Donald Trump, who is no student of history, says that he has presided over the best economy ever in the United States and accomplished more in his first year and a half in office than any previous occupant of the White House. Never mind that the coronavirus has triggered a precipitous downturn with over 1.4 million Americans infected and more than 89,000 fatalities. In the beginnings of a reelection campaign in which Trump has to explain away nearly 15% unemployment, the worst since 1933, he is predicting a third-quarter resurgence and a fourth-quarter expansion that will carry over into next year.
Certainly no one can blame the pandemic itself on Trump, but he has overseen a slow and shortsighted response to the infectious virus. The Washington Post has cited more than 18,000 questionable statements he has made, including numerous outright lies. His credibility problem has played a significant part in making him the first president since polling began in the 1930s to go through almost four years without achieving 50% public approval—evidence that many people cannot square his rhetoric of alleged accomplishments and self-congratulation with public realities.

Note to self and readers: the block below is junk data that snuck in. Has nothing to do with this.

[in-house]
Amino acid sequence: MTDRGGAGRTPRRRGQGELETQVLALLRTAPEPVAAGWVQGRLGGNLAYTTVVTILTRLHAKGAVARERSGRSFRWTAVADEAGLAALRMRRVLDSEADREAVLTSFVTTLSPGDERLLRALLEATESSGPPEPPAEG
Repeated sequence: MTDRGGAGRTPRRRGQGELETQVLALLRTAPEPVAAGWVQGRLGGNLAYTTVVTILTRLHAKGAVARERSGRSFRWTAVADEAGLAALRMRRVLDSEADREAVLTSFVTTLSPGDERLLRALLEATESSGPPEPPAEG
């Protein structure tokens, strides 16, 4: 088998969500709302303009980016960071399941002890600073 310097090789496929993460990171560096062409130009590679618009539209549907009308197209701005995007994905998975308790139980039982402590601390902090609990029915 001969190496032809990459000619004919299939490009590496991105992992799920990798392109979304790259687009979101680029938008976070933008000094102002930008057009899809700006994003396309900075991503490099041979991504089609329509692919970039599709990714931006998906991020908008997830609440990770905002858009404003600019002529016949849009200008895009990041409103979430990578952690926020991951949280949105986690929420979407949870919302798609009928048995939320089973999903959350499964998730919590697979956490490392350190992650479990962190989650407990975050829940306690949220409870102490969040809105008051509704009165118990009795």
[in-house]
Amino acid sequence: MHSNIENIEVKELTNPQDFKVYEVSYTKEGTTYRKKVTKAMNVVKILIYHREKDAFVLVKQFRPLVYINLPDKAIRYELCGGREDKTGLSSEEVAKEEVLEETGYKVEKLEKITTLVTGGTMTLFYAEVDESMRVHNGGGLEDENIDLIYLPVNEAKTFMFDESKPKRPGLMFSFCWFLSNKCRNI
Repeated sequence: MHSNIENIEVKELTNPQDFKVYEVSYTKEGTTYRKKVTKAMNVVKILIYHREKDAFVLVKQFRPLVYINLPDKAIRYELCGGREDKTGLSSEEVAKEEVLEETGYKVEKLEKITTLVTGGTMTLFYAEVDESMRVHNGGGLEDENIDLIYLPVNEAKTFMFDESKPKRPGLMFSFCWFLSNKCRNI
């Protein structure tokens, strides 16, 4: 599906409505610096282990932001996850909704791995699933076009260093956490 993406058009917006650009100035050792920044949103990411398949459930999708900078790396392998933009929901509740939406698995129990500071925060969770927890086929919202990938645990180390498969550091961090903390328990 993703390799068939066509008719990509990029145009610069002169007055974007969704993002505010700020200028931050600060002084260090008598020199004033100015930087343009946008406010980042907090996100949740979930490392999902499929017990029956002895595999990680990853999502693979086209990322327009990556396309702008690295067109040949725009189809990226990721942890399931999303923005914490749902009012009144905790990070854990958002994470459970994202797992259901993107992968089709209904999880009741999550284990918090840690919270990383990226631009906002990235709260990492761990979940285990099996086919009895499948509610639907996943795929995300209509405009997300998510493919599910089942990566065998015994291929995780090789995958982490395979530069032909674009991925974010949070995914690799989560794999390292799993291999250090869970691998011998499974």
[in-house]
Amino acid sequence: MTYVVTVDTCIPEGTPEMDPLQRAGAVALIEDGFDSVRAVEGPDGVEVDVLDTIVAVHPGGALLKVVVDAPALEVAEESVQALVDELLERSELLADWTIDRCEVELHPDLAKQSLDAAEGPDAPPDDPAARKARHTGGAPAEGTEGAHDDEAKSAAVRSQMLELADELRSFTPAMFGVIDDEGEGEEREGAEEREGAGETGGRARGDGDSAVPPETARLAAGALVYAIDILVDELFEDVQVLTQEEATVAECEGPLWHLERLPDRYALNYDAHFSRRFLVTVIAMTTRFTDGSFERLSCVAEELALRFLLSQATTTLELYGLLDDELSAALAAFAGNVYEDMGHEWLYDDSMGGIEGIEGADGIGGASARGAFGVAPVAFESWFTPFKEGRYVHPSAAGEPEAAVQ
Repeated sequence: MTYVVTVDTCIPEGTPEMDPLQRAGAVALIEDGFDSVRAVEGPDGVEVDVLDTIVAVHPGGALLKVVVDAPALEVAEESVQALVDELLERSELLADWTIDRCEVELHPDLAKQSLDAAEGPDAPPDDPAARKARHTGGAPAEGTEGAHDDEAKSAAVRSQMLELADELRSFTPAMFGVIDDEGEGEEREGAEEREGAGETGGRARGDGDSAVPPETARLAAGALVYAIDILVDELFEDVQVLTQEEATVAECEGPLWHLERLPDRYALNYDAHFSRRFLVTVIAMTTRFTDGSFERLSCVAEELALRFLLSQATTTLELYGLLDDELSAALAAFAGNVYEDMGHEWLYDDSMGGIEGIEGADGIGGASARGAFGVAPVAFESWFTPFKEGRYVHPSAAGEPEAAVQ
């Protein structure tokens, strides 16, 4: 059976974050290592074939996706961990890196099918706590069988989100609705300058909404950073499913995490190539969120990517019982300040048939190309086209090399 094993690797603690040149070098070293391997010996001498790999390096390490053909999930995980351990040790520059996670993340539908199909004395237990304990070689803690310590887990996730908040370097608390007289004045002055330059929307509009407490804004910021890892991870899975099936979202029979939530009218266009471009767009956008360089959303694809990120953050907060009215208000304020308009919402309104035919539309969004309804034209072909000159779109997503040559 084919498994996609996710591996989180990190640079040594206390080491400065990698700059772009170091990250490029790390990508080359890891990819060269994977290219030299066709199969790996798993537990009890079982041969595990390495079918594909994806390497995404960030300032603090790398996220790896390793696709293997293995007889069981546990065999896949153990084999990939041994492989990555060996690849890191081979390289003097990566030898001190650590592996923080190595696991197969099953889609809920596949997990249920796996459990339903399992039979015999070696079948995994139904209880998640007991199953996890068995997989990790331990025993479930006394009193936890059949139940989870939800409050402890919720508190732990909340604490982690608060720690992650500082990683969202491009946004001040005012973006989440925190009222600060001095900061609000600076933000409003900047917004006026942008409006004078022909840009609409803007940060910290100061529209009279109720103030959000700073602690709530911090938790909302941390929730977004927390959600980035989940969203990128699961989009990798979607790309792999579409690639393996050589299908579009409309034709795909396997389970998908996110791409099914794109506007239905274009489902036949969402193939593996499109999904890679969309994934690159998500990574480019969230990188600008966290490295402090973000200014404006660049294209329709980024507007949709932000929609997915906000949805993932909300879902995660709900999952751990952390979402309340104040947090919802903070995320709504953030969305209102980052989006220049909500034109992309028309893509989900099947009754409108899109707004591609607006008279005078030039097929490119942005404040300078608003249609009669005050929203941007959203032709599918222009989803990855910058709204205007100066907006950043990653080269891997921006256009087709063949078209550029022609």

There is no question but that the country is facing a national crisis demanding an imaginative response like FDR provided with his New Deal. We can’t simply talk our way out of this challenge by ordering cities and states to reopen public businesses without an escalating death toll. The lackluster response to the economic problems of the 1920s shows just how cheap talk is in this kind of situation: leaving massive national problems to work themselves out without serious federal intervention only made things worse.
On the other hand, when Roosevelt addressed the economic collapse, he drew on the best minds in the country’s universities to help him. His experience as governor of New York, from 1929 to 1932, where he had already drawn on thoughtful men and women to aid in addressing the state’s economic ills, was a valuable advantage in formulating public policies. In addition, his paralysis from polio gave him a meaningful psychological advantage in mobilizing public support for his New Deal, as public understanding that he had recovered from the depths of his illness encouraged the belief that he could lead the nation to recover from the worst economic collapse in its history. He could, in other words, make America great again.
Today, Americans are once again facing the consequences of a failure to act, and a mistaken belief that a miracle solution is on its way. The past has already shown that there is a better way forward—but as the coronavirus crisis continues, it only seems more likely that FDR’s is not the history Trump plans to repeat.
Robert Dallek is the author of How Did We Get Here? From Theodore Roosevelt to Donald Trump, available May 26 from Harper.